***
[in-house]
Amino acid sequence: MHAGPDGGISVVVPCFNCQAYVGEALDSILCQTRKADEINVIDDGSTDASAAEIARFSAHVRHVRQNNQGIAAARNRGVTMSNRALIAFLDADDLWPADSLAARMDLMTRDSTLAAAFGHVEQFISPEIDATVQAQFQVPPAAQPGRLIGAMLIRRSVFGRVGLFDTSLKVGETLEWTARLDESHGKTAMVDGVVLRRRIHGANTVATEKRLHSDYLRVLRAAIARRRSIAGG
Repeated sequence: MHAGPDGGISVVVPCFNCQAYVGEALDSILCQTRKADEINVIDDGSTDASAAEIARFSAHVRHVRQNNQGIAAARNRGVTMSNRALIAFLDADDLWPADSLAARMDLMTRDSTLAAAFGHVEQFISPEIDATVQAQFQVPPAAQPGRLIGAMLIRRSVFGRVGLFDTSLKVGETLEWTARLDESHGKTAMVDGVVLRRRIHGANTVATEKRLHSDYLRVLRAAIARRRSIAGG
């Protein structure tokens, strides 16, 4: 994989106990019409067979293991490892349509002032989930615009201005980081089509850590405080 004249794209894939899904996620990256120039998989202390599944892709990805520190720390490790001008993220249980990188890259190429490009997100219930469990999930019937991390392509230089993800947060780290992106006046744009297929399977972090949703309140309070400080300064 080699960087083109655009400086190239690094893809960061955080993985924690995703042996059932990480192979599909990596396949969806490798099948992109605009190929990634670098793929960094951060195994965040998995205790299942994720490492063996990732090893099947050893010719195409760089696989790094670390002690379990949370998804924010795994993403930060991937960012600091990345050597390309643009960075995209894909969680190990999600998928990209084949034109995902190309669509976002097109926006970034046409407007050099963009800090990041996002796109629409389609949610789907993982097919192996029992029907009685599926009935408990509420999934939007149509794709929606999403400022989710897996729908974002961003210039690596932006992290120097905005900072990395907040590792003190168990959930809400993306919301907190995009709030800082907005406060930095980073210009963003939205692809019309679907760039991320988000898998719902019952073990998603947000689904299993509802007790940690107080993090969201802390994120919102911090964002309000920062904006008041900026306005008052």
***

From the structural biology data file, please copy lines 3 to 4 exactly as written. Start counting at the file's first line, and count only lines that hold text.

Repeated sequence: MHAGPDGGISVVVPCFNCQAYVGEALDSILCQTRKADEINVIDDGSTDASAAEIARFSAHVRHVRQNNQGIAAARNRGVTMSNRALIAFLDADDLWPADSLAARMDLMTRDSTLAAAFGHVEQFISPEIDATVQAQFQVPPAAQPGRLIGAMLIRRSVFGRVGLFDTSLKVGETLEWTARLDESHGKTAMVDGVVLRRRIHGANTVATEKRLHSDYLRVLRAAIARRRSIAGG
């Protein structure tokens, strides 16, 4: 994989106990019409067979293991490892349509002032989930615009201005980081089509850590405080 004249794209894939899904996620990256120039998989202390599944892709990805520190720390490790001008993220249980990188890259190429490009997100219930469990999930019937991390392509230089993800947060780290992106006046744009297929399977972090949703309140309070400080300064 080699960087083109655009400086190239690094893809960061955080993985924690995703042996059932990480192979599909990596396949969806490798099948992109605009190929990634670098793929960094951060195994965040998995205790299942994720490492063996990732090893099947050893010719195409760089696989790094670390002690379990949370998804924010795994993403930060991937960012600091990345050597390309643009960075995209894909969680190990999600998928990209084949034109995902190309669509976002097109926006970034046409407007050099963009800090990041996002796109629409389609949610789907993982097919192996029992029907009685599926009935408990509420999934939007149509794709929606999403400022989710897996729908974002961003210039690596932006992290120097905005900072990395907040590792003190168990959930809400993306919301907190995009709030800082907005406060930095980073210009963003939205692809019309679907760039991320988000898998719902019952073990998603947000689904299993509802007790940690107080993090969201802390994120919102911090964002309000920062904006008041900026306005008052």